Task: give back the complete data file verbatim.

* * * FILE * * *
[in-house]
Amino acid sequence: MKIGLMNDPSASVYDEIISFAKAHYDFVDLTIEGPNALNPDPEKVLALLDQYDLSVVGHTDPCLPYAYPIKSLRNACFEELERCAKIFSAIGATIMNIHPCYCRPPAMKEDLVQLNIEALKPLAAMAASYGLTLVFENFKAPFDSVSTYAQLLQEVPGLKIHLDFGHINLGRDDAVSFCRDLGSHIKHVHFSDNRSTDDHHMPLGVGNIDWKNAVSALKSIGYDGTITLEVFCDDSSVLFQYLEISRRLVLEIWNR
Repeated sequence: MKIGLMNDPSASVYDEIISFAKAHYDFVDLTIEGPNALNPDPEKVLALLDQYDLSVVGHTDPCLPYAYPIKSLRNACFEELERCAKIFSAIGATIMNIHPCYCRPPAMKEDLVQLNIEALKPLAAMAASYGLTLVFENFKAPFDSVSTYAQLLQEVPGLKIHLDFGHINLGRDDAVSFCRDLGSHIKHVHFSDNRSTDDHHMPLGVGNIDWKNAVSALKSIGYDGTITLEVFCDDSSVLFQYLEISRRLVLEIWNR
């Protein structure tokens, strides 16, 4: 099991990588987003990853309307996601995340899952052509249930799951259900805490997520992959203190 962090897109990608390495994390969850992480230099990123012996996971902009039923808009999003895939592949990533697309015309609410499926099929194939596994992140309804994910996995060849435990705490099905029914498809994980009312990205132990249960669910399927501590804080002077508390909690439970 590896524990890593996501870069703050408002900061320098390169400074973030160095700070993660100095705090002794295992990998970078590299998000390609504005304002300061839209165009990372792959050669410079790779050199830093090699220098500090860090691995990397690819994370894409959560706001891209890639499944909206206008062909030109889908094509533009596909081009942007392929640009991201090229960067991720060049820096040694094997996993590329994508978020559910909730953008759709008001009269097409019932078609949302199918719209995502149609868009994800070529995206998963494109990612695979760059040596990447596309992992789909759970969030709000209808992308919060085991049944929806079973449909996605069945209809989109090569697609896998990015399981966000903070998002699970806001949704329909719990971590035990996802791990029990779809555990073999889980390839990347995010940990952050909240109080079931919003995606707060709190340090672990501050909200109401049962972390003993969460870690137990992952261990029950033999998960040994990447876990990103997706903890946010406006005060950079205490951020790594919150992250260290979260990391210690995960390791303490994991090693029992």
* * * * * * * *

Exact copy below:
[in-house]
Amino acid sequence: MKIGLMNDPSASVYDEIISFAKAHYDFVDLTIEGPNALNPDPEKVLALLDQYDLSVVGHTDPCLPYAYPIKSLRNACFEELERCAKIFSAIGATIMNIHPCYCRPPAMKEDLVQLNIEALKPLAAMAASYGLTLVFENFKAPFDSVSTYAQLLQEVPGLKIHLDFGHINLGRDDAVSFCRDLGSHIKHVHFSDNRSTDDHHMPLGVGNIDWKNAVSALKSIGYDGTITLEVFCDDSSVLFQYLEISRRLVLEIWNR
Repeated sequence: MKIGLMNDPSASVYDEIISFAKAHYDFVDLTIEGPNALNPDPEKVLALLDQYDLSVVGHTDPCLPYAYPIKSLRNACFEELERCAKIFSAIGATIMNIHPCYCRPPAMKEDLVQLNIEALKPLAAMAASYGLTLVFENFKAPFDSVSTYAQLLQEVPGLKIHLDFGHINLGRDDAVSFCRDLGSHIKHVHFSDNRSTDDHHMPLGVGNIDWKNAVSALKSIGYDGTITLEVFCDDSSVLFQYLEISRRLVLEIWNR
């Protein structure tokens, strides 16, 4: 099991990588987003990853309307996601995340899952052509249930799951259900805490997520992959203190 962090897109990608390495994390969850992480230099990123012996996971902009039923808009999003895939592949990533697309015309609410499926099929194939596994992140309804994910996995060849435990705490099905029914498809994980009312990205132990249960669910399927501590804080002077508390909690439970 590896524990890593996501870069703050408002900061320098390169400074973030160095700070993660100095705090002794295992990998970078590299998000390609504005304002300061839209165009990372792959050669410079790779050199830093090699220098500090860090691995990397690819994370894409959560706001891209890639499944909206206008062909030109889908094509533009596909081009942007392929640009991201090229960067991720060049820096040694094997996993590329994508978020559910909730953008759709008001009269097409019932078609949302199918719209995502149609868009994800070529995206998963494109990612695979760059040596990447596309992992789909759970969030709000209808992308919060085991049944929806079973449909996605069945209809989109090569697609896998990015399981966000903070998002699970806001949704329909719990971590035990996802791990029990779809555990073999889980390839990347995010940990952050909240109080079931919003995606707060709190340090672990501050909200109401049962972390003993969460870690137990992952261990029950033999998960040994990447876990990103997706903890946010406006005060950079205490951020790594919150992250260290979260990391210690995960390791303490994991090693029992």